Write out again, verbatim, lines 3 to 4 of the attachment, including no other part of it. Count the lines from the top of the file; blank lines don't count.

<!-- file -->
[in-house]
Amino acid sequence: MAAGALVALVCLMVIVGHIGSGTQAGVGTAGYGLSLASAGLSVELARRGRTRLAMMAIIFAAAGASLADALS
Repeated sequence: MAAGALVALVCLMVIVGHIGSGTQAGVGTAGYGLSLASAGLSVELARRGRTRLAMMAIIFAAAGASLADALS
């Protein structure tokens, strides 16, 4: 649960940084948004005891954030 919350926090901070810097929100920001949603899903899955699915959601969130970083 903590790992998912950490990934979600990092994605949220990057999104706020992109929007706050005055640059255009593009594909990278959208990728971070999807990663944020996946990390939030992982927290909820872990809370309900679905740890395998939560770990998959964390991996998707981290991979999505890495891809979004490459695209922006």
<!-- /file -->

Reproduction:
Repeated sequence: MAAGALVALVCLMVIVGHIGSGTQAGVGTAGYGLSLASAGLSVELARRGRTRLAMMAIIFAAAGASLADALS
């Protein structure tokens, strides 16, 4: 649960940084948004005891954030 919350926090901070810097929100920001949603899903899955699915959601969130970083 903590790992998912950490990934979600990092994605949220990057999104706020992109929007706050005055640059255009593009594909990278959208990728971070999807990663944020996946990390939030992982927290909820872990809370309900679905740890395998939560770990998959964390991996998707981290991979999505890495891809979004490459695209922006």